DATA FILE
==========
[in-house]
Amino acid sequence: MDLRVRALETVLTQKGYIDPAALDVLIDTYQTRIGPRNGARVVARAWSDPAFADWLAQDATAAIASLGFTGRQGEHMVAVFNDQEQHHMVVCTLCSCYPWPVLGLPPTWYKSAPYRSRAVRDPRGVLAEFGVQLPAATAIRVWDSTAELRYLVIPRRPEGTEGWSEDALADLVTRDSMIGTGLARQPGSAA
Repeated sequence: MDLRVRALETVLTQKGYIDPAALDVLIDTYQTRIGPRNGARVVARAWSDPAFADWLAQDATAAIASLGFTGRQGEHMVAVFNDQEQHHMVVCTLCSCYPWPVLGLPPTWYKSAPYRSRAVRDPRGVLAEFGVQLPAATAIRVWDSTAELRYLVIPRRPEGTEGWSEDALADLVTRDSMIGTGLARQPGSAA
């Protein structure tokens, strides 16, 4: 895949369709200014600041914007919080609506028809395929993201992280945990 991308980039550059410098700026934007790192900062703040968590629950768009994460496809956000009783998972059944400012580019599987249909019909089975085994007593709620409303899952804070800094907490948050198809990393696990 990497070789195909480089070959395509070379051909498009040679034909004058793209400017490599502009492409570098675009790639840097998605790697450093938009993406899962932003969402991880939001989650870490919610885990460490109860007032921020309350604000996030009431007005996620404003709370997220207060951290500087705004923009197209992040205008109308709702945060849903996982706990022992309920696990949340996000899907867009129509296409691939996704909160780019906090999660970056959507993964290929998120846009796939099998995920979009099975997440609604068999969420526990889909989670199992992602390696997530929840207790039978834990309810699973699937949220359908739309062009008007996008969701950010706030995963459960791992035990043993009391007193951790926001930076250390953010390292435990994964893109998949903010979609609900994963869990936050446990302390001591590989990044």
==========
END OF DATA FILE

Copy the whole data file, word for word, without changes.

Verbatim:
[in-house]
Amino acid sequence: MDLRVRALETVLTQKGYIDPAALDVLIDTYQTRIGPRNGARVVARAWSDPAFADWLAQDATAAIASLGFTGRQGEHMVAVFNDQEQHHMVVCTLCSCYPWPVLGLPPTWYKSAPYRSRAVRDPRGVLAEFGVQLPAATAIRVWDSTAELRYLVIPRRPEGTEGWSEDALADLVTRDSMIGTGLARQPGSAA
Repeated sequence: MDLRVRALETVLTQKGYIDPAALDVLIDTYQTRIGPRNGARVVARAWSDPAFADWLAQDATAAIASLGFTGRQGEHMVAVFNDQEQHHMVVCTLCSCYPWPVLGLPPTWYKSAPYRSRAVRDPRGVLAEFGVQLPAATAIRVWDSTAELRYLVIPRRPEGTEGWSEDALADLVTRDSMIGTGLARQPGSAA
């Protein structure tokens, strides 16, 4: 895949369709200014600041914007919080609506028809395929993201992280945990 991308980039550059410098700026934007790192900062703040968590629950768009994460496809956000009783998972059944400012580019599987249909019909089975085994007593709620409303899952804070800094907490948050198809990393696990 990497070789195909480089070959395509070379051909498009040679034909004058793209400017490599502009492409570098675009790639840097998605790697450093938009993406899962932003969402991880939001989650870490919610885990460490109860007032921020309350604000996030009431007005996620404003709370997220207060951290500087705004923009197209992040205008109308709702945060849903996982706990022992309920696990949340996000899907867009129509296409691939996704909160780019906090999660970056959507993964290929998120846009796939099998995920979009099975997440609604068999969420526990889909989670199992992602390696997530929840207790039978834990309810699973699937949220359908739309062009008007996008969701950010706030995963459960791992035990043993009391007193951790926001930076250390953010390292435990994964893109998949903010979609609900994963869990936050446990302390001591590989990044």